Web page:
Laurie Lee in Aberfan
Laurie Lee (1914—97), the author of Cider with Rosie and As I walked out one midsummer morning, visited Aberfan in autumn 1967, almost a year after the disaster. He found numerous tourists and souvenir-hunters. He described the Aberfan Disaster Fund as ‘sprawling over the village like some great golden monster which no one could tame or put to use’. He heard ‘a village chorus rising all day from the streets and pubs, a kind of compulsive recitation of tragedy, perpetually telling and retelling the story…. Most of them are still living in a state of shock, in a village which remains an open wound’. Here are some further extracts from what he wrote (‘The village that lost its children’ in I can’t stay long (André Deutsch, 1975)).
Fragments of the school itself still lie embedded in the rubbish – chunks of green-painted classroom wall…. Even more poignant relics lie in a corner of the buried playground piled haphazardly against a wall – some miniature desks and chairs, evocative as a dead child’s clothes, infant-sized, still showing the shape of their bodies. Among the rubble there also lie crumpled song-books, sodden and smeared with slime, the words of some bed-time song still visible on the pages surrounded by drawings of sleeping elves.
Across the road from the school, and facing up the mountain, stands a row of abandoned houses. This must once have been a trim little working-class terrace, staidly Victorian but specially Welsh, with lace-curtained windows, potted plants in the hall, and a piano in every parlour – until the wave of slag broke against it, smashed the doors and windows, and squeezed through the rooms like toothpaste.
Something has been done to clear them, but not very much. They stand like broken and blackened teeth. Doors sag, windows gape, revealing the devastation within – a crushed piano, some half-smothered furniture. You can step in from the street and walk round the forsaken rooms which still emit an aura of suffocation and panic – floors scattered with letters, coat-hangers on the stairs, a jar of pickles on the kitchen table. The sense of catastrophe and desertion, resembling the choked ruins of Pompeii, hangs in the air like volcanic dust.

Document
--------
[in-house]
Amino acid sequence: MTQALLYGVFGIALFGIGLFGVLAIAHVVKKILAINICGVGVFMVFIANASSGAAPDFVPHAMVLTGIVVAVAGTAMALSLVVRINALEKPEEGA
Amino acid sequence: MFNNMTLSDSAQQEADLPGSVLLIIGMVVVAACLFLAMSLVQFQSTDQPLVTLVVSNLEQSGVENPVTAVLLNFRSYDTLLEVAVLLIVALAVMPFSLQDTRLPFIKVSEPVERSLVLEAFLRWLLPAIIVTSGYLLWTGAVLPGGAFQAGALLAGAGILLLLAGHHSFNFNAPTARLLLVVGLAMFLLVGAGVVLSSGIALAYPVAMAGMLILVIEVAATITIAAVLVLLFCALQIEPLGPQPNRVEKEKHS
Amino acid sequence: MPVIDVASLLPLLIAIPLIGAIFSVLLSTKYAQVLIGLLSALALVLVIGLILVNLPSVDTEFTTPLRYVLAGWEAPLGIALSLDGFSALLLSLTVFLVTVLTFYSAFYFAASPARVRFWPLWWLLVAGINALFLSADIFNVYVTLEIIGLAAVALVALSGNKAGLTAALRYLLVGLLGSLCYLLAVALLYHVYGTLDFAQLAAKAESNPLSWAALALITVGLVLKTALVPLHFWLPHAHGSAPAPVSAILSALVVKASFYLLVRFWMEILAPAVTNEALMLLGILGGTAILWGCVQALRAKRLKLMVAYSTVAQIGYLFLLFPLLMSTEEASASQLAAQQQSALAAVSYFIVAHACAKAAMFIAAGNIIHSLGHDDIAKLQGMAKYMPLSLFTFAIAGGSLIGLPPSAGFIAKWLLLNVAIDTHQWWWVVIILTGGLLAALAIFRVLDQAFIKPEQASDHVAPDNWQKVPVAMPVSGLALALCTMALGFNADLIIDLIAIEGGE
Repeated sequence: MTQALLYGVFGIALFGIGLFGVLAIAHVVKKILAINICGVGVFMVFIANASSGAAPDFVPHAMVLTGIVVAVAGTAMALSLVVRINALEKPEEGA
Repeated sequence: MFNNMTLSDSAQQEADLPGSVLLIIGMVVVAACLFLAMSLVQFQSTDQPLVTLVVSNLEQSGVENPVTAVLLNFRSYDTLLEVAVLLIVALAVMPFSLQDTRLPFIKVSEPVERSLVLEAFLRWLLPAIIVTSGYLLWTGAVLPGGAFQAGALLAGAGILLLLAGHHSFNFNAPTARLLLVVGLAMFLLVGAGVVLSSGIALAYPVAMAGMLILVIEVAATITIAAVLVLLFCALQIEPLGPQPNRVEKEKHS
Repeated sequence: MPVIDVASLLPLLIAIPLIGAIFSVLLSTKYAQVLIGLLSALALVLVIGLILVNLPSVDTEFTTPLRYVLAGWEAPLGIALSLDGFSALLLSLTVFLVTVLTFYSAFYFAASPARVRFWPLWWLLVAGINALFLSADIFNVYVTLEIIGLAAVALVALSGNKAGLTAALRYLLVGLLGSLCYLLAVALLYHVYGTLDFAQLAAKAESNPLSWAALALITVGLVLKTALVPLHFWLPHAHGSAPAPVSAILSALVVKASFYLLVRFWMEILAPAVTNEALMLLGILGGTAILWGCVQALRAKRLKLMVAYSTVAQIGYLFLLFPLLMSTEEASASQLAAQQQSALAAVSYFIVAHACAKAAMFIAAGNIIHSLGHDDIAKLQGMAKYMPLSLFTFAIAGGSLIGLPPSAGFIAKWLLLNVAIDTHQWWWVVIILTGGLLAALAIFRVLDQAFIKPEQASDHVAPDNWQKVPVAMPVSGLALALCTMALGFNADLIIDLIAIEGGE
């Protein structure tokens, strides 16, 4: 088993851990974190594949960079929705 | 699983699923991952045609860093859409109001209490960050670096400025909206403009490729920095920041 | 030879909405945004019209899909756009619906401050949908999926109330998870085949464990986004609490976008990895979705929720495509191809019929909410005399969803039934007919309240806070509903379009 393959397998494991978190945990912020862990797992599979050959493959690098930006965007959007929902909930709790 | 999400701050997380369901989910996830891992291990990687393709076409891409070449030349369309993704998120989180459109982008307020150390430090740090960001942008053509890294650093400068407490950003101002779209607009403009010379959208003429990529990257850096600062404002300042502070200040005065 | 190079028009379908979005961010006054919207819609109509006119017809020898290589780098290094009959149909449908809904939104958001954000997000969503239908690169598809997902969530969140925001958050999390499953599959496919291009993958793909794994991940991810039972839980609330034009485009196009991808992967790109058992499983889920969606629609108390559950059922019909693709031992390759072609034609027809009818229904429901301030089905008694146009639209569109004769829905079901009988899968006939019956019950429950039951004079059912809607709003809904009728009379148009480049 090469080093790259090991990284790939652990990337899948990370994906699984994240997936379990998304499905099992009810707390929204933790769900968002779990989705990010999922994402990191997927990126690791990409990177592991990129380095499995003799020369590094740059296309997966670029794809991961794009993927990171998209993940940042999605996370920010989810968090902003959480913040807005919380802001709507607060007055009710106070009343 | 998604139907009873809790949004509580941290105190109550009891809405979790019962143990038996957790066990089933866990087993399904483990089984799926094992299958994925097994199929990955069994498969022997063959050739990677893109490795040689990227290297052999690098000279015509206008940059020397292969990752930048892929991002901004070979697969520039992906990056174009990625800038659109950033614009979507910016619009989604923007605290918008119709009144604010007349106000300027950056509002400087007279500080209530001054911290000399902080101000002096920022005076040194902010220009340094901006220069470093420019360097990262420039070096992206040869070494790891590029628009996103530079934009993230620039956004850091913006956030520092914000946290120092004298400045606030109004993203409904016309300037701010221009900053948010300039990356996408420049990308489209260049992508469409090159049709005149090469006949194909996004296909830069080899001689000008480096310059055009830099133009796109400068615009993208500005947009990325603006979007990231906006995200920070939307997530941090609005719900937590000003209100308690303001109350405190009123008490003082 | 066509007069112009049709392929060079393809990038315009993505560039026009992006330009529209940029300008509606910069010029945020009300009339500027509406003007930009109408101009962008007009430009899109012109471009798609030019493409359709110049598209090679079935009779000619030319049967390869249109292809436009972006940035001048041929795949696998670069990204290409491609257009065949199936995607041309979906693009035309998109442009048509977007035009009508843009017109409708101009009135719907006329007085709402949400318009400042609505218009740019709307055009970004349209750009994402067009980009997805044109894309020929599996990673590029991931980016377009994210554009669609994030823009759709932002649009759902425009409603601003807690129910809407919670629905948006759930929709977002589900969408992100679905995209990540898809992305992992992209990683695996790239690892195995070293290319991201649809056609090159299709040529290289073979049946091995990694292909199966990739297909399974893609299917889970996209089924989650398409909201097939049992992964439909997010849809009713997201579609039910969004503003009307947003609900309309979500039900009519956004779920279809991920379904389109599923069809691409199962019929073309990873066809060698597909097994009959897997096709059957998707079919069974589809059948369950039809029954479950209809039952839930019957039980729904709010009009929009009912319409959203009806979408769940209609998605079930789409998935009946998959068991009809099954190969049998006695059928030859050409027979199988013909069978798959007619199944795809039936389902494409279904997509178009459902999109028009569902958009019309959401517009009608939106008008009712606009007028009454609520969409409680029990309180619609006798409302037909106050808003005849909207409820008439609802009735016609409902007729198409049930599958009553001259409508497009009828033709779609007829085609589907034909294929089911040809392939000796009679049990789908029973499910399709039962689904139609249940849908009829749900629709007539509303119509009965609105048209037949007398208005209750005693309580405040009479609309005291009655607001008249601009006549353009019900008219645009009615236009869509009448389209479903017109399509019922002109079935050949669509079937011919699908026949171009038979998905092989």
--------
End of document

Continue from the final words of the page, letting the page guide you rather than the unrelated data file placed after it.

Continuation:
On surviving children:
Prettily dressed and beribboned, riding expensive pedal-cars and bicycles, they are an elite, the aristocrats of survival, their lives nervously guarded and also coveted by those who mourn. By luck, chance, and by no choice of their own, they are part of the unhealed scar-tissue of Aberfan.
The father of a victim, talking to Laurie Lee in the pub:
Of course, we could have lost the boy too. He was on his way up Moy Road when he saw the houses falling towards him. He ran off home; and I couldn’t get a word out of him for months. He had to go to the psychiatrist…. Just wouldn’t talk about it, and wouldn’t mention his sister either. And the two of ‘em worshipped each other. They was always together; slept in the same room, holding hands…. He used to hide when we went to the grave….
Then one night – about four months later it was – we was round at our brother’s place. The boy went outside to the lavatory and I heard him call Dad! Ay, what is it, boy? I said. Come out here! he said. Sure, I said, what’s the matter? It was a beautiful frosty night. He said, Look at that star up there – that’s our Sandie, Dad. Sure, I said, that’s our little Sandie.
The boy’s all right now, and I’m going to see he’s all right…. And I’ll make damn sure he never goes down the pit. He’s not going to grow up daft like me.
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